So, no, it is no part of my testimony to eliminate them or to say that they were wrong, just to say that we need to do some compensatory work now.

Senator LIEBERMAN. That is a good point. Of course, each of our reaction to the Seventeenth Amendment would depend upon our evaluation of the sentiment of our respective State legislatures. But it was a significant change and, of course, had effects on our service since then.

Thank you both very much. Mr. Chairman, thanks for an interesting hearing.

Chairman THOMPSON. Thanks very much.

I am going to take another minute or two. We touched on some court decisions. Just generally, I would be interested in your views as to the significance of some of the decisions. We pointed out some of the limitations of Lopez, the Pritz decision, a couple of others that seems to indicate that courts, maybe the Supreme Court, is

cance in that? Does it portend things for the future? How would you categorize it?

Mr. MCGINNIS. I think there are two issues. I raised two kinds of issues in my testimony, first that the dissolution of federalism has hurt government accountability and second that it has also simply made government bigger because it has given the Federal Government more power.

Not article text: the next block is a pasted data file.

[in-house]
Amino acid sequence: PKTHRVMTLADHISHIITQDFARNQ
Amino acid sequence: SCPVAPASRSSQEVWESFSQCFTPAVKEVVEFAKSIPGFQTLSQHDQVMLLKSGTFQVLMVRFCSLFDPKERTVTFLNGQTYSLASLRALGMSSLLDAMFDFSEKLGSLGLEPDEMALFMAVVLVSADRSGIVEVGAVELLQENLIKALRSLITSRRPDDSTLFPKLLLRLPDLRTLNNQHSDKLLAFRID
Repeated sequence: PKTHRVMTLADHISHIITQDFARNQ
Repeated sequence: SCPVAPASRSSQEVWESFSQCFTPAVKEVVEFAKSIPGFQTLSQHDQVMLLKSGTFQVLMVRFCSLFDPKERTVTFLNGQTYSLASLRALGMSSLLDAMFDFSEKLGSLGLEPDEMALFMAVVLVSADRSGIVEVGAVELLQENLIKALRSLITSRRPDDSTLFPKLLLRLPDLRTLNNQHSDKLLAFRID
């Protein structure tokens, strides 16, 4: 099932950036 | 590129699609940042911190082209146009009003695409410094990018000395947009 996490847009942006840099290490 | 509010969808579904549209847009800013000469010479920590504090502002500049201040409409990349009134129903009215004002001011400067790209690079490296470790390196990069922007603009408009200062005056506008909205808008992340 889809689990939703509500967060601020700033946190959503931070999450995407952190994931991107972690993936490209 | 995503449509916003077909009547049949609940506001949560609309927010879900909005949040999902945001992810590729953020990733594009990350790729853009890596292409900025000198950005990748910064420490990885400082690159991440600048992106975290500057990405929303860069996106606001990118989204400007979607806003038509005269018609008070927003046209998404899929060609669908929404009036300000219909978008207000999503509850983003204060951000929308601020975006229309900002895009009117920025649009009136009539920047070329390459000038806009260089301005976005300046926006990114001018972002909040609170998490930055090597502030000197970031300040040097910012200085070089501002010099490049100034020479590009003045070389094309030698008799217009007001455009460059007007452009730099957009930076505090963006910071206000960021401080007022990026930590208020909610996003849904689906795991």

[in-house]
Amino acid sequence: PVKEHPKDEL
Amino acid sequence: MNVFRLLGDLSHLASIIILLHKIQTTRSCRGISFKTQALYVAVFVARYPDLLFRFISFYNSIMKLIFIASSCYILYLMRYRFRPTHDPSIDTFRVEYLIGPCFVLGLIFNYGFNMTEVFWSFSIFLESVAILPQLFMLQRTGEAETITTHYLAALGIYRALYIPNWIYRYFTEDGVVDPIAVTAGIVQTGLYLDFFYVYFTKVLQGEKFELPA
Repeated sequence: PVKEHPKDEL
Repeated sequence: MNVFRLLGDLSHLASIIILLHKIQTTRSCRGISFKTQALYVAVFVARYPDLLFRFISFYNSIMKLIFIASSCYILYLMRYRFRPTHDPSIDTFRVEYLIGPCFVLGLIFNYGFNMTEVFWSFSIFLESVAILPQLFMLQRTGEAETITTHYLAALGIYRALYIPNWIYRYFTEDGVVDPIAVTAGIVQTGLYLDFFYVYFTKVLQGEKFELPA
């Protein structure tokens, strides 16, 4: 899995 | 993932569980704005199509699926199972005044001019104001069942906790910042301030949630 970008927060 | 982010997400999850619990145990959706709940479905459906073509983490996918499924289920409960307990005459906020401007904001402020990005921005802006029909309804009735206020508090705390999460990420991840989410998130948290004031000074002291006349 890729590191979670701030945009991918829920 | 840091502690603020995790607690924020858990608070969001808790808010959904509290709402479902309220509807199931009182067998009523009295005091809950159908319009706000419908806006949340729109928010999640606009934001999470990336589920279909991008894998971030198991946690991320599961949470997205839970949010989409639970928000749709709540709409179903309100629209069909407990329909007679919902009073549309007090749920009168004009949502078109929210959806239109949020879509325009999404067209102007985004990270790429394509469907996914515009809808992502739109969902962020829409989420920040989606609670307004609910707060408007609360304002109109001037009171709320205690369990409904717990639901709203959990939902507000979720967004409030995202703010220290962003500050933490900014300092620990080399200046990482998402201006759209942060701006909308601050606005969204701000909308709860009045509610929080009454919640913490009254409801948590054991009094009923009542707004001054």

I think on the accountability issue, the court has done a pretty good job, or it has done a fairly decent job of starting to make the Federal Government at least accountable for the decision it makes. Because of the current court Congress cannot, for instance, tell the State legislatures to pass legislation that Congress would like, because that is the basic problem of accountability because people are then confused. Who is responsible for this limitation on our liberty? And I think, similarly, the Pritz case is very important in promoting accountability.